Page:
Celebrity Chef Anne Burrell Talks Turkey

Your favorite Food Network chefs will grace the next few issues with their takes on classic Thanksgiving recipes. This week, Anne Burrell, celebrity chef and co-host of Worst Cooks in America, delivers her recipe for the star of Thanksgiving: a Big Brined Herby Turkey.

Big Brined Herby Turkey

Prep: 36 hours
Cook: 3 hours
Serves: 8 to 10

For the brine:

¾ cup kosher salt
⅓ cup sugar
2 onions, diced
2 carrots, diced
3 celery ribs, diced
1 whole garlic bulb, cut in half equatorially
½ small bunch rosemary
½ small bunch sage
2 Tbsp coriander seeds
2 Tbsp fennel seeds
6 bay leaves
1 tsp crushed red pepper
1 15-lb fresh turkey (neck and giblets discarded)

For the herb butter:

½ pound (2 sticks) unsalted butter, at room temperature
2 Tbsp finely chopped fresh rosemary
2 Tbsp finely chopped fresh sage
Kosher salt

For the gravy:

2 onions, diced
2 carrots, diced
2 celery ribs, diced
4 cloves garlic, smashed
8 sprigs thyme, tied together with twine
3 bay leaves
Kosher salt
2 cups dry white wine
1 cup all-purpose flour
2 qts chicken stock

1. Brine the turkey: Combine 2 gallons of water with the salt, sugar, onions, carrots, celery, garlic, rosemary, sage, coriander seeds, fennel seeds, bay leaves and crushed red pepper in a container large enough to accommodate all the ingredients and the turkey. Stir to combine. Submerge the turkey in the brine and refrigerate for three days.

2. The night before you roast the bird, remove it from the brine and pat it dry with paper towels. Make the herb butter: In a small bowl, combine the butter, rosemary, sage and some salt. Using your fingers, carefully work your way under the skin of the turkey to separate it from the breasts and legs. Massage the butter under the skin, then all over the bird. Tie the turkey legs together with twine to keep the bird nice and compact for even cooking.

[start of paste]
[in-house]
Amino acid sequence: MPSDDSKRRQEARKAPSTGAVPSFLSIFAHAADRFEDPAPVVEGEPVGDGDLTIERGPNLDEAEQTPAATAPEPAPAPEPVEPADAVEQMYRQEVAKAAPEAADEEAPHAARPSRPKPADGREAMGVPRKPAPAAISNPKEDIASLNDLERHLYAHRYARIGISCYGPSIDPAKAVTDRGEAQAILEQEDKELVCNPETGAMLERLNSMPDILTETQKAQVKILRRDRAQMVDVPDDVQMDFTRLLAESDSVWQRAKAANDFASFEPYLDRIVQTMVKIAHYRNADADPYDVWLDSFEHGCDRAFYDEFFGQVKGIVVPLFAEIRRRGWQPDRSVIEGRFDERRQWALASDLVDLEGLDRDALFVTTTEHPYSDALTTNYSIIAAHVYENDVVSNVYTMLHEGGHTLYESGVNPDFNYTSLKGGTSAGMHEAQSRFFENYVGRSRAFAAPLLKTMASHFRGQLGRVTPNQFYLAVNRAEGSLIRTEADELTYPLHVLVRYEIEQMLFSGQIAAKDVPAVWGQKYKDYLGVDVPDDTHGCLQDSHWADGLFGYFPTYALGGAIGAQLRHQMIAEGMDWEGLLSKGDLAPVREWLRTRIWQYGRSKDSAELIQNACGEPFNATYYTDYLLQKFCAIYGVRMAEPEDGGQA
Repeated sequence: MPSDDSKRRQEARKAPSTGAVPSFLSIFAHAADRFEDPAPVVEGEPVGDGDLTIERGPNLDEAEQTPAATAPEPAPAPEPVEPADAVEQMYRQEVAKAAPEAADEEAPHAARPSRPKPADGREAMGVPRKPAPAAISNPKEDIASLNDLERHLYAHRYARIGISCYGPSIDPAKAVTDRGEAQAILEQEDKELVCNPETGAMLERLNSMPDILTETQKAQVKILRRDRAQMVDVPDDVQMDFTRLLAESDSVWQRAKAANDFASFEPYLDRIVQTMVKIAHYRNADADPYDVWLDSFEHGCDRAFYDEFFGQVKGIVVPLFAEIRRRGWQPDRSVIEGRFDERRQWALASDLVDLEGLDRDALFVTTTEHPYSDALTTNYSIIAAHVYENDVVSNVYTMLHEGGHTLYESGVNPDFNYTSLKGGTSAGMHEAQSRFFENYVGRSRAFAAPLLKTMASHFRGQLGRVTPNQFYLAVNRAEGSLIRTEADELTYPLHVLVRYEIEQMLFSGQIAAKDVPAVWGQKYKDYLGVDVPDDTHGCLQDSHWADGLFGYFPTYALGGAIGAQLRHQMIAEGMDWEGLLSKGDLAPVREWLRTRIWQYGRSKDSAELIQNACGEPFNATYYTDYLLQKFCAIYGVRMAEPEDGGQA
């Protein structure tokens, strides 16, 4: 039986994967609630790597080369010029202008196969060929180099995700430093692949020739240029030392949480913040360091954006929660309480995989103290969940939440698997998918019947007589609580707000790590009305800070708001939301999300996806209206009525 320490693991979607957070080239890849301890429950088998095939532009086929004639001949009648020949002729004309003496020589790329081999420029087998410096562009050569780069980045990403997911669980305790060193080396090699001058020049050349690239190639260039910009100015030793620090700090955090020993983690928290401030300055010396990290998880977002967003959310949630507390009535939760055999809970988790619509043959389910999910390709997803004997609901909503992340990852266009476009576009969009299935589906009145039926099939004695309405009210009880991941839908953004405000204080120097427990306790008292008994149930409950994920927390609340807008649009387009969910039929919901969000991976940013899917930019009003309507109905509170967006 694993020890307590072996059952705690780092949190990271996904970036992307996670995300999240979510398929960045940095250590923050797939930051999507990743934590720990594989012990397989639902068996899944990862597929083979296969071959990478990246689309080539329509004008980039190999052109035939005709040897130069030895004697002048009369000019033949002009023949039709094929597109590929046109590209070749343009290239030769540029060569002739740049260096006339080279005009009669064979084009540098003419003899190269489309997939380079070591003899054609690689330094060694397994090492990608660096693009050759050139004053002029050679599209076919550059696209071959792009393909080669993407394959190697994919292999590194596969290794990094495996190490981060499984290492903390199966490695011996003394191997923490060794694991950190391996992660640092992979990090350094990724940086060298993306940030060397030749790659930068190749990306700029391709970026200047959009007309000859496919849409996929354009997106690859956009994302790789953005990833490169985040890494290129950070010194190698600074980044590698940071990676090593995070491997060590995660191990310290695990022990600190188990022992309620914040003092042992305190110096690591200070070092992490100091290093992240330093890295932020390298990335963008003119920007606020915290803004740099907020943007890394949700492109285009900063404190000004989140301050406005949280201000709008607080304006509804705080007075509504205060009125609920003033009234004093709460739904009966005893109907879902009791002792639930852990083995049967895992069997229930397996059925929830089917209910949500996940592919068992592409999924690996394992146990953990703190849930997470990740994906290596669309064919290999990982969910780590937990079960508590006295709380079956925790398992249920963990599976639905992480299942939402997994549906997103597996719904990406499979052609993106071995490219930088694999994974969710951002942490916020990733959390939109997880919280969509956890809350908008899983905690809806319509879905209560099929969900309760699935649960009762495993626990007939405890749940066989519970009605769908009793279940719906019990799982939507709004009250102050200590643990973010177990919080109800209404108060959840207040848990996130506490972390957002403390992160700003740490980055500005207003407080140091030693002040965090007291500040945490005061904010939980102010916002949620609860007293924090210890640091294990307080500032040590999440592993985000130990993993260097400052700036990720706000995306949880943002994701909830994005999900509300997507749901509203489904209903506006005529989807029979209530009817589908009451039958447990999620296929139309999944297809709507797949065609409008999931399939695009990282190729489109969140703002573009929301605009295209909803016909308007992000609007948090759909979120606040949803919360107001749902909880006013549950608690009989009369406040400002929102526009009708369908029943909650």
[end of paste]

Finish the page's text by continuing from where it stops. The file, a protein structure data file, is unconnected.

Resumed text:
3. In your roasting pan, for the gravy, combine the onions, carrots, celery, garlic, thyme bundle and bay leaves. Season with salt. Plunk the turkey on top of the veggies and put it in the fridge overnight uncovered. This allows the skin of the turkey to dry out, which will create a gorgeous brown crispy skin.

4. Preheat the oven to 450 degrees F. Pour the wine into the roasting pan and put the turkey in the screaming-hot oven for 35 to 40 minutes, or until it becomes beautifully browned. Reduce the heat to 350 degrees F. Baste with the pan juices and rotate the pan every 30 minutes for the remainder of the cooking time; think 17 minutes per pound. If the turkey starts to get too brown, tent it loosely with foil.

5. Remove the turkey from the oven when an instant-read thermometer registers 165 degrees F when inserted into the thickest part of the thigh. (Be sure the thermometer is not touching a bone.) Transfer it to a rimmed baking sheet, cover with foil and let it rest for at least 30 minutes.

6. Make the gravy: Using a mesh strainer, strain the veggies out of the pan juices over a large bowl and allow the fat to rise to the top. Discard the veggies. Skim the fat from the pan juices, add it to a large saucepot and bring it to medium heat. Whisk in the flour and cook until it has the consistency of wet sand, 4 to 5 minutes. Whisk the pan juices and stock into the flour mixture. Bring to a boil and reduce to a simmer. Cook until it is thick, 10 to 15 minutes. Taste and season with salt, if needed. Carve the turkey and serve with the gravy.

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Jennifer Fauci
Jennifer Fauci is the former managing editor of Long Island Weekly, Anton Media Group's award-winning special sections and Anton’s local magazines. Her passion for literature, travel and the arts lend to the unique content in her publications. In her time at Anton, she has received first place in the Folio Awards, second place for the NYPA awards and is the recipient of six PCLI awards.

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